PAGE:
Sen. Grassley Says Whistleblower Deserves to Be ‘Heard out and Protected’

October 1, 2019 Updated: October 1, 2019

Sen. Chuck Grassley (R-Iowa) said that the whistleblower who revealed the existence of a phone call President Donald Trump had with the Ukranian president should be “heard out and protected.”

“This person appears to have followed the whistleblower protection laws and ought to be heard out and protected. We should always work to respect whistleblowers’ requests for confidentiality,” Sen. Chuck Grassley, who chairs the Senate Finance Committee, said in a statement on Oct. 1.

Grassley didn’t name any politicians or media outlets.

“No one should be making judgments or pronouncements without hearing from the whistleblower first and carefully following up on the facts,” the longtime senator added. “Uninformed speculation wielded by politicians or media commentators as a partisan weapon is counterproductive and doesn’t serve the country.”

Trump and other Republicans have said that the whistleblower’s identity should be made public.

President Trump Welcomes Australian Prime Minister Scott Morrison To Washington On State Visit
Australian Prime Minister Scott Morrison and U.S. President Donald Trump attend an official visit ceremony at the South Lawn at the White House in Washington on Sept. 20, 2019. (Zach Gibson/Getty Images)

“Like every American, I deserve to meet my accuser, especially when this accuser, the so-called ‘Whistleblower,’ represented a perfect conversation with a foreign leader in a totally inaccurate and fraudulent way,” the president tweeted Sunday.

Grassley said that the fact that the person’s knowledge of the Trump call and White House records came secondhand should not invalidate the reporting.

“When it comes to whether someone qualifies as a whistleblower, the distinctions being drawn between first- and second-hand knowledge aren’t legal ones. It’s just not part of whistleblower protection law or any agency policy. Complaints based on second-hand information should not be rejected out of hand, but they do require additional leg work to get at the facts and evaluate the claim’s credibility,” he said.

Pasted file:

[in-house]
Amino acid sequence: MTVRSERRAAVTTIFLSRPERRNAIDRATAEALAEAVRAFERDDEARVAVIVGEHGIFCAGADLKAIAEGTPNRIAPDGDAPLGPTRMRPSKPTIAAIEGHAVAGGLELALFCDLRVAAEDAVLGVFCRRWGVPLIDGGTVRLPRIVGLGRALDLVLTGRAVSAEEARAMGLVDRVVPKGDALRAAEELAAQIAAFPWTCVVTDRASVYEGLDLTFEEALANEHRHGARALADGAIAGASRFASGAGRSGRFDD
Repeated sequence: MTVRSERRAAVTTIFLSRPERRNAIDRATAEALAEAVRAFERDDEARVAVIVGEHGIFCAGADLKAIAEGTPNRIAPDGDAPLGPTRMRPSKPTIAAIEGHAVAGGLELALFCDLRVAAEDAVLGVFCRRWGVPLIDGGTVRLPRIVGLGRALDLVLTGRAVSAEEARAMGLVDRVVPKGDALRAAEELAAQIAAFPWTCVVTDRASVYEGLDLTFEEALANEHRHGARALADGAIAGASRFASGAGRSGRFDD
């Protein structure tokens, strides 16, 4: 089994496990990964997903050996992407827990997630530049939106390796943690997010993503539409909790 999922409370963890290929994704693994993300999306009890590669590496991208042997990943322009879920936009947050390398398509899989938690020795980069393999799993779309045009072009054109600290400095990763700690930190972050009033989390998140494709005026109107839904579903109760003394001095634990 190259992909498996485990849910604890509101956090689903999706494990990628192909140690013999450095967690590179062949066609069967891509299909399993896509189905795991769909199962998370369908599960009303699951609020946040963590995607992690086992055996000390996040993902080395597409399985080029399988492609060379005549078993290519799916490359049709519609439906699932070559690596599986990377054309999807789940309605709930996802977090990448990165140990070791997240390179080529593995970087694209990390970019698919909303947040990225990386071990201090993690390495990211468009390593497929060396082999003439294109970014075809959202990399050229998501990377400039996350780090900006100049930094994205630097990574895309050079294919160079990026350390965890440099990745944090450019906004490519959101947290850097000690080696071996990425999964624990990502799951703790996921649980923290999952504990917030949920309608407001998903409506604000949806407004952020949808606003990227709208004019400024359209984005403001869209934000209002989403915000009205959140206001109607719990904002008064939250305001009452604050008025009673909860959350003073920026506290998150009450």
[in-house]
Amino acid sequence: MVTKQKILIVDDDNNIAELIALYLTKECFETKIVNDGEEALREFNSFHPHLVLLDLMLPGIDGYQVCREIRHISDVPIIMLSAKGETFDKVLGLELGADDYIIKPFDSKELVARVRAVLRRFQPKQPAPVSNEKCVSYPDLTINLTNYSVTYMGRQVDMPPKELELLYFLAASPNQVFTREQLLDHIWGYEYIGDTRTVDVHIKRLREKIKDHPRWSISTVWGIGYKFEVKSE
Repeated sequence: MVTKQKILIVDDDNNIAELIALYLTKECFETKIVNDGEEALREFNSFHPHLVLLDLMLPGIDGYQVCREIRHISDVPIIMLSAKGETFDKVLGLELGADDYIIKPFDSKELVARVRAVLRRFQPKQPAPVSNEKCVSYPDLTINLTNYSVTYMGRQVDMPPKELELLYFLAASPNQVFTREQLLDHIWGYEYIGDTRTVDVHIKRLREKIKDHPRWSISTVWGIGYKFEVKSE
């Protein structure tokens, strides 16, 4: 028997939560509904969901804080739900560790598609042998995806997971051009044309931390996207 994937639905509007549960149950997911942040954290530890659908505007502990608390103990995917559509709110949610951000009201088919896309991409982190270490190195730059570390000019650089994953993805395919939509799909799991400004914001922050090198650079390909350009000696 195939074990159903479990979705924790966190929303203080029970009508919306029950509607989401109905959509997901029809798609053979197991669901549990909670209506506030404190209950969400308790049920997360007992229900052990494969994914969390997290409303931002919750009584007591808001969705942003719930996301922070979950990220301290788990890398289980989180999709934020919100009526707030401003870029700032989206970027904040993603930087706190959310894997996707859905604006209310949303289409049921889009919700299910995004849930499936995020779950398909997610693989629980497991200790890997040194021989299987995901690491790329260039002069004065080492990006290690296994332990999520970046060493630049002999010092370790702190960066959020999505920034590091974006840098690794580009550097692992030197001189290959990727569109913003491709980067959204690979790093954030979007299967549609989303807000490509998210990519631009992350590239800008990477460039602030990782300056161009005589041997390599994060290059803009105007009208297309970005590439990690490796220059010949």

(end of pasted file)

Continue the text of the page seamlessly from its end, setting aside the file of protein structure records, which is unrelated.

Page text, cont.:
He said, however, that House “inquiries that put impeachment first and facts last don’t weigh very credibly. Folks just ought to be responsible with their words.”

Grassley’s statement noted that he is the chairman of the Senate Whistleblower Protection Caucus and has written a number of laws on whistleblower protection.

Last week, a number of Republicans said that the whistleblower had no direct knowledge of the inner workings of the Trump administration.

Sen. Tim Scott (R-S.C.) talks with reporters on Capitol Hill in Washington on June 21, 2016.  (AP Photo/Alex Brandon, File)

“He’s not really a whistleblower, so it’s really more hearsay,” Sen. Tim Scott (R-S.C.) said Friday, according to CNN.

“I have to reject the premise of your question. If we’re talking about someone who actually is not a whistleblower—he only heard it hearsay—than that brings everything into question,” he added. “Certainly, the actual facts matter.”

Last week, House Democrats said they would move forward on inquiring about impeaching Trump, accusing him of using his office to pressure Ukranian President Volodymyr Zelensky to investigate Vice President Joe Biden in July. Trump has denied the allegations and said the impeachment effort is tantamount to being a “witch hunt.”

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